What I bought - 28 February 2007

The last day of February turned out to be gigantic.  I bought 13 comics, and interestingly enough, not one of them was published by DC!  What the crap is up with that?

But we're not here to ponder the comics I didn't buy.  That would be foolish.  Let's check out the books I actually bought!

Action Philosophers! #8 by Fred van Lente and Ryan Dunlavey.  $2.95, Evil Twin Comics.

There's really not much to say about this fantastic series.  Either you like the jokes or you don't, and there's very little in art that's more subjective than humor.  I think this series (which ends next issue, by the way) is brilliant - funny, educational, wildly original - but others might not like the humor, on which a lot of its goodwill is based.  Some of the philosophy goes right over my head, but that's okay - what I do get is interesting, and even when I don't get it, it's still pretty fun.

The highlight of this issue is the section on John Stuart Mill, as seen in the circle on the cover.  Van Lente and Dunlavey (which I spelled correctly this time, damn it!) turn Mill into Charlie Brown, espousing his philosophy (along with his friend, Jeremy "Linus van Pelt" Bentham) to an uncaring Lucy and a downright hostile Snoopy.  It's astonishing how easily Mill's philosophy seems to fit Charlie Brown's sad-sack existence, and the final strip, in which Lucy pulls the football away from Mill, is utterly brilliant.  And this issue gave me one of my favorite lines of the series: "Bad dog!  That is Bentham's blanket!  Bad dog!"  The first section, a Law & Order parody in which Immanuel Kant proves that others can't prove that God DOESN'T exist, is nicely done, as well, and although the final section, in which Hegel and Schopenauer interpret Kant through their own lenses, is a bit weaker, it's still fun.

Dunlavey continues to make philosophy interesting with his whimsical art style, and van Lente manages to break down the endless philosophizing into something that's at least coherent.  And that's a wonderful thing.

If you haven't checked out an issue of Action Philosophers! yet, you're not doing yourself any favors.  Put down that copy of Hawkgirl and buy this instead!

Daredevil #94 by Ed Brubaker, Lee Weeks, and Stefano Gaudiano.  $2.99, Marvel.

Boy, that's a great cover.  Every Daredevil cover should be in that vein!

I'm watching Brubaker's next storyline very carefully, because I want to see if I should drop the book or not.  This issue doesn't help, as it's basically a recap of Matt and Milla's relationship from Milla's point of view.  While that's not the worst thing in the world, we don't really get a whole lot of new insight into Milla, which is presumably what we're supposed to get from it.  She stays up late and worries about Matt when he's out kicking butt.  So?  That's not exactly a news flash.  She and Matt don't talk about these issues.  Well, Matt's never been the most open of superheroes, even though he knows what she's going through, so that's not a surprise.  There's just nothing here that reveals anything more about their relationship.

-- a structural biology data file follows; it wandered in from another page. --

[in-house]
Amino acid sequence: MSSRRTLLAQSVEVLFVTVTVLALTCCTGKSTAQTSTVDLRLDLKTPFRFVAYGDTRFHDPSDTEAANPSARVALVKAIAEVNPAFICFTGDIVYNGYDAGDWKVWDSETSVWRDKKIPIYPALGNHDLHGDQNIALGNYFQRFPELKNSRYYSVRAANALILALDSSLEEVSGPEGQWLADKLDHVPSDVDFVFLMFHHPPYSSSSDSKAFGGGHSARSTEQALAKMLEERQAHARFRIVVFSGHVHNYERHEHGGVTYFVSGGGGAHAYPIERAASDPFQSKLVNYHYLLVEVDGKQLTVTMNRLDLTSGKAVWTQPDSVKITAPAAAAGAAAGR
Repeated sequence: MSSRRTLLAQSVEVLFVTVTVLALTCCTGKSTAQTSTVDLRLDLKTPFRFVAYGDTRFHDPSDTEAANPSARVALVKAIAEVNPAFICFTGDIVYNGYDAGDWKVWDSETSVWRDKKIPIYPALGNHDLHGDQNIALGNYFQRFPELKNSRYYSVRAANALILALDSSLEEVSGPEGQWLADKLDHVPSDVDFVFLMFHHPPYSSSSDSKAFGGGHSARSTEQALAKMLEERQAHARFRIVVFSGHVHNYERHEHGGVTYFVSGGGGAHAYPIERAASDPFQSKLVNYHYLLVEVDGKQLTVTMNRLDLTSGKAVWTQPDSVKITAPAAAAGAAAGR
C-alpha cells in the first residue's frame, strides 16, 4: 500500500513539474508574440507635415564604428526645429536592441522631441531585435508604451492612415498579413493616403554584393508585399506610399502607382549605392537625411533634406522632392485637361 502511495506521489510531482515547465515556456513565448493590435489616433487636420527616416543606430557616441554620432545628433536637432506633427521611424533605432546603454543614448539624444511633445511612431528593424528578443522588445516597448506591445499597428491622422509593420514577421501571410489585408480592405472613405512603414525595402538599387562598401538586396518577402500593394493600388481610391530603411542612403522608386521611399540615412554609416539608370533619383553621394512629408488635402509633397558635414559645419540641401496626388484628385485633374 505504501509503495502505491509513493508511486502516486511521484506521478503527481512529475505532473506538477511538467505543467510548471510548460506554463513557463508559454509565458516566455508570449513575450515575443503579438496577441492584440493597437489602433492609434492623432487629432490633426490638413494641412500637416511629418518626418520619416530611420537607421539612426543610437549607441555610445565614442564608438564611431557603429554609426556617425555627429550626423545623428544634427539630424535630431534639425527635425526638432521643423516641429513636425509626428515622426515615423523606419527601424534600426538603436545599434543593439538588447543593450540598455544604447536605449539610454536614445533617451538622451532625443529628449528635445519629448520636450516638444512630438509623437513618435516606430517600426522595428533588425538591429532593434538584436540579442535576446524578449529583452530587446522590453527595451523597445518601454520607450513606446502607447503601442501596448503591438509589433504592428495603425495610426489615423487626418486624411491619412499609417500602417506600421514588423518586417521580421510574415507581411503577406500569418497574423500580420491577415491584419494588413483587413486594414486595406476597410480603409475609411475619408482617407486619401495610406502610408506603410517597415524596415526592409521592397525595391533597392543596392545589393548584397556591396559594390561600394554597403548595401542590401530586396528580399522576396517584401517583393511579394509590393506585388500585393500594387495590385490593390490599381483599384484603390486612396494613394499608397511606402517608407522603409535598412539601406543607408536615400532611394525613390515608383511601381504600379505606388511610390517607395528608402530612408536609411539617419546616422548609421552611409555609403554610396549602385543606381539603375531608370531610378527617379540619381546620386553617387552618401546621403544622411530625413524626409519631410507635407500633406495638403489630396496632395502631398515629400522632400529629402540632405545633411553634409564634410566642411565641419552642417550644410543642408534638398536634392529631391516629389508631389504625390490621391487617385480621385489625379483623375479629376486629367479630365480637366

One of the problems, I think, is that neither Bendis nor Brubaker has done very much with Milla prior to this, so we don't have much empathy for the character.  We've never really gotten a sense of how much they love each other, just statements to that effect.  I still have a sneaking suspicion that Matt will jump into bed with the next femme fatale who shows up trying to kill him, because he's fucked up in the head that way.  We don't have a good sense of Milla as a character, so the love she feels for Matt is less powerful, and this issue has far less of an impact.

A new storyline starts next issue, and I'm going to figure out whether I want to keep buying the book or not.  Brubaker has, unfortunately, restored the status quo, which perhaps he needed to do, but it's still disappointing.  We'll see.

Doctor Strange: The Oath #1-5 by Brian K. Vaughan and Marcos Martin.




There's quite a bit to like about this mini-series, even if you're not a fan of the good doctor (like me) or not a fan of Vaughan (unlike me, which is why I bought this in the first place).  Strange's relationship with Wong is handled very well, and actually feels more like a friendship than in some Dr. Strange comics I've read in the past (not many, granted), in which Strange treats Wong nicely but in a vaguely condescending manner.  The appearance of a slightly acerbic Night Nurse is fun, and it might actually be interesting to read a series with the two leads as a couple and the Night Nurse running her clinic out of Strange's house, as Vaughan sets up in the final issue.  We never actually learn her real name, though, do we ...?

The idea of a "panacea" for all the world's ailments is an interesting plot point, and Vaughan moves us through the story like the good storyteller he is, revealing characters when he needs to, highlighting facets of Strange's personality when it's appropriate, adding bits and pieces to Strange's "origin" that don't, as far as I know, contradict anything that has come before.  This is a story that unfolds the way it should, which sounds like damning with faint praise (and it is, a little), but the fact that a lot of writers don't know how to tell a story means that when we get one that does, I appreciate it.